The focus of the study was to assess the extent to which university libraries in Kenya are adopting and using RFID systems in information work and activities. This research is useful in providing a point of reference for university libraries and information professionals, increasingly going for similar solutions in Kenya and Africa in general.
The evolution of electronic information technologies in a Midwest state in the USA are discussed and this evolution is compared to national trends for processing…
The evolution of electronic information technologies in a Midwest state in the USA are discussed and this evolution is compared to national trends for processing information. Information management technologies are now in the third stage of evolution. Over the next five years, the technology for handling information will fully integrate voice, data, and video technologies. This integration has profound implications for how organizations manage its enactment and how organizations will adapt to their internal and external environments. In order to manage these enactments and adaptations, a new way of planning is required. Traditional “bottom up” and “top down” planning methodologies must be integrated into a planning method that defines the knit between information system architectures and resources with corporate policies and business plans. The article presents a model of this integrated planning approach for practitioners and policy makers who are responsible for designing organizational systems.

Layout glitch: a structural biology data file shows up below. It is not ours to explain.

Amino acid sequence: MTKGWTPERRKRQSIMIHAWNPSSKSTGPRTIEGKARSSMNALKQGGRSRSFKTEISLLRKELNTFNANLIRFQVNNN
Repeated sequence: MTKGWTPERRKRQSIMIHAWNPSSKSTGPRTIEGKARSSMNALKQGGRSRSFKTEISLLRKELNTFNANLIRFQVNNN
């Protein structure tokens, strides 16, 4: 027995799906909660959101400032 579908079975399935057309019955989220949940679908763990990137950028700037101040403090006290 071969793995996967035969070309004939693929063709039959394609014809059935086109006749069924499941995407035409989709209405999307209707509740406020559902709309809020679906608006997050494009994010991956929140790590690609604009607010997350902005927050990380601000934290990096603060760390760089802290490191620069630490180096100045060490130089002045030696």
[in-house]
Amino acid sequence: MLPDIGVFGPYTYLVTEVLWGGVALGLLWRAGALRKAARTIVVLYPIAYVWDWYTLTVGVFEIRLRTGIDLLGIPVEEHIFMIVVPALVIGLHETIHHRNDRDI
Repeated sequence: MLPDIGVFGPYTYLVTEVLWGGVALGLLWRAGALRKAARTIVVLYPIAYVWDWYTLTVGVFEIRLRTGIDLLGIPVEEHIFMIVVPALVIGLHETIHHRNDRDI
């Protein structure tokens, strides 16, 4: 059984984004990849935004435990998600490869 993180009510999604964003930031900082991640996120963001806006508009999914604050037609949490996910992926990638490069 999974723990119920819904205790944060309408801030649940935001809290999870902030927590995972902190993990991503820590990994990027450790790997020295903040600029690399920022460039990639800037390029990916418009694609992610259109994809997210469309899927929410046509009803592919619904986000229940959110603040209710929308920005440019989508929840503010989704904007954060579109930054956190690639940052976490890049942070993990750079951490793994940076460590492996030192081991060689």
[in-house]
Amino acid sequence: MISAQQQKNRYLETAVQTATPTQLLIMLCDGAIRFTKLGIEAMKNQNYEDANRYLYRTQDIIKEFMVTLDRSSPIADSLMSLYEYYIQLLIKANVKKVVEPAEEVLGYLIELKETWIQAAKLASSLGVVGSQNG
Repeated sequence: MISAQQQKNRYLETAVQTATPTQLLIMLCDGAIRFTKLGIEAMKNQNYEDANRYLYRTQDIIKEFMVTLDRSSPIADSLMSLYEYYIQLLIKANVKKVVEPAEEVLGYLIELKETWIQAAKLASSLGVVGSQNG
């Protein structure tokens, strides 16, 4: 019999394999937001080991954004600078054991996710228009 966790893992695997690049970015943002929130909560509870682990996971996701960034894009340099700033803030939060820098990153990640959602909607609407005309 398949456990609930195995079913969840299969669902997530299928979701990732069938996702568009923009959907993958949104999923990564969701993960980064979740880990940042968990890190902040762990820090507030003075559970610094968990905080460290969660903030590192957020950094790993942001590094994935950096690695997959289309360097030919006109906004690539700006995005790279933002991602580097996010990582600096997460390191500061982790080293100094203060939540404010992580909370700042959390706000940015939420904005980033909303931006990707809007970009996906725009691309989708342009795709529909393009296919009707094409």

Smart card-based E-payment systems are receiving increasing attention as the number of implementations is witnessed on the rise globally. Understanding of user adoption…
Smart card-based E-payment systems are receiving increasing attention as the number of implementations is witnessed on the rise globally. Understanding of user adoption behavior of E-payment systems that employ smart card technology becomes a research area that is of particular value and interest to both IS researchers and professionals. However, research interest focuses mostly on why a smart card-based E-payment system results in a failure or how the system could have grown into a success. This signals the fact that researchers have not had much opportunity to critically review a smart card-based E-payment system that has gained wide support and overcome the hurdle of critical mass adoption. The Octopus in Hong Kong has provided a rare opportunity for investigating smart card-based E-payment system because of its unprecedented success. This research seeks to thoroughly analyze the Octopus from technology adoption behavior perspectives.